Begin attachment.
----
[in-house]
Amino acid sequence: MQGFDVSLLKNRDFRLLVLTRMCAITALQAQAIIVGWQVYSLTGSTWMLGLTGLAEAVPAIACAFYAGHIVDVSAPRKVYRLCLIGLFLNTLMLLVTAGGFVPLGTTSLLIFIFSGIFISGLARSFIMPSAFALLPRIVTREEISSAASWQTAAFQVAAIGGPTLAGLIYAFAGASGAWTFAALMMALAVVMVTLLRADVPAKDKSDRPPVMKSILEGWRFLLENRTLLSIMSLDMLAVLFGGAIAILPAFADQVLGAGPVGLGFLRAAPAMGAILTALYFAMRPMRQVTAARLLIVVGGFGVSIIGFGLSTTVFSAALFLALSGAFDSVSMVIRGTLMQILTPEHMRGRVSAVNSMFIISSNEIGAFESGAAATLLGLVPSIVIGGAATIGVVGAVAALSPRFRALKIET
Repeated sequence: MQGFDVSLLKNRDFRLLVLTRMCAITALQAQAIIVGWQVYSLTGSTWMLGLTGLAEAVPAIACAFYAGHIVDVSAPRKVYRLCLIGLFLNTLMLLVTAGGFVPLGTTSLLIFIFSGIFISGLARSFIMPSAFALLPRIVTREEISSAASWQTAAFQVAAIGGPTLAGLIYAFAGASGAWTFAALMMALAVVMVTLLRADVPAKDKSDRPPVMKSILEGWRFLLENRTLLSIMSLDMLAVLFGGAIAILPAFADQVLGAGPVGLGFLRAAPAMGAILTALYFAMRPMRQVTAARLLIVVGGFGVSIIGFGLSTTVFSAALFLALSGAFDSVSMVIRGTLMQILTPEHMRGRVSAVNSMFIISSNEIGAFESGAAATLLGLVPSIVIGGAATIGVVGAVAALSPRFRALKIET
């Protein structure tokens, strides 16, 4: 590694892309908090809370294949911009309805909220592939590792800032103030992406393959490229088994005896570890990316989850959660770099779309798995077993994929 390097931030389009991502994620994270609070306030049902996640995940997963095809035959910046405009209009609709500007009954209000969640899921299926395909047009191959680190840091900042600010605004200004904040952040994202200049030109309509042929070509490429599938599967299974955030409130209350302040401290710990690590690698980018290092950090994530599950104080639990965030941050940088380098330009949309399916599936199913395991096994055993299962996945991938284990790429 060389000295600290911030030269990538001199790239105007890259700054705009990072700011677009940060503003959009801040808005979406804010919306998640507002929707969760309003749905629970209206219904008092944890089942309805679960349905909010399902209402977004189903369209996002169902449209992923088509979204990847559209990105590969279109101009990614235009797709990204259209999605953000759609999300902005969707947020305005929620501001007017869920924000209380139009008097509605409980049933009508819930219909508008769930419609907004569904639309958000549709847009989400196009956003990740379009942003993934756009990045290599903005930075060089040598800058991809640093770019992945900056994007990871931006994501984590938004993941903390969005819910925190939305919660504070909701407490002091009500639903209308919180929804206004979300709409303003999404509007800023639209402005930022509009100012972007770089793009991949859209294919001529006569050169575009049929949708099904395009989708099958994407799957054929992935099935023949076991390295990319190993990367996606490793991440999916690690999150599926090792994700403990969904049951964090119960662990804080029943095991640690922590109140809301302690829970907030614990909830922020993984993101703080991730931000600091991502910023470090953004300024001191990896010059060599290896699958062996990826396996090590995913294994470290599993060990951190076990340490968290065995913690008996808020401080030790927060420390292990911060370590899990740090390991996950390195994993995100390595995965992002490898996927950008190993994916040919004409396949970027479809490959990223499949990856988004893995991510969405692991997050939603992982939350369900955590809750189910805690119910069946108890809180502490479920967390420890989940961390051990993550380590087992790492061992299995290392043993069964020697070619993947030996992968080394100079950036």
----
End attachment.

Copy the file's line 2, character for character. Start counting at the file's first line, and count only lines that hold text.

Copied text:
Amino acid sequence: MQGFDVSLLKNRDFRLLVLTRMCAITALQAQAIIVGWQVYSLTGSTWMLGLTGLAEAVPAIACAFYAGHIVDVSAPRKVYRLCLIGLFLNTLMLLVTAGGFVPLGTTSLLIFIFSGIFISGLARSFIMPSAFALLPRIVTREEISSAASWQTAAFQVAAIGGPTLAGLIYAFAGASGAWTFAALMMALAVVMVTLLRADVPAKDKSDRPPVMKSILEGWRFLLENRTLLSIMSLDMLAVLFGGAIAILPAFADQVLGAGPVGLGFLRAAPAMGAILTALYFAMRPMRQVTAARLLIVVGGFGVSIIGFGLSTTVFSAALFLALSGAFDSVSMVIRGTLMQILTPEHMRGRVSAVNSMFIISSNEIGAFESGAAATLLGLVPSIVIGGAATIGVVGAVAALSPRFRALKIET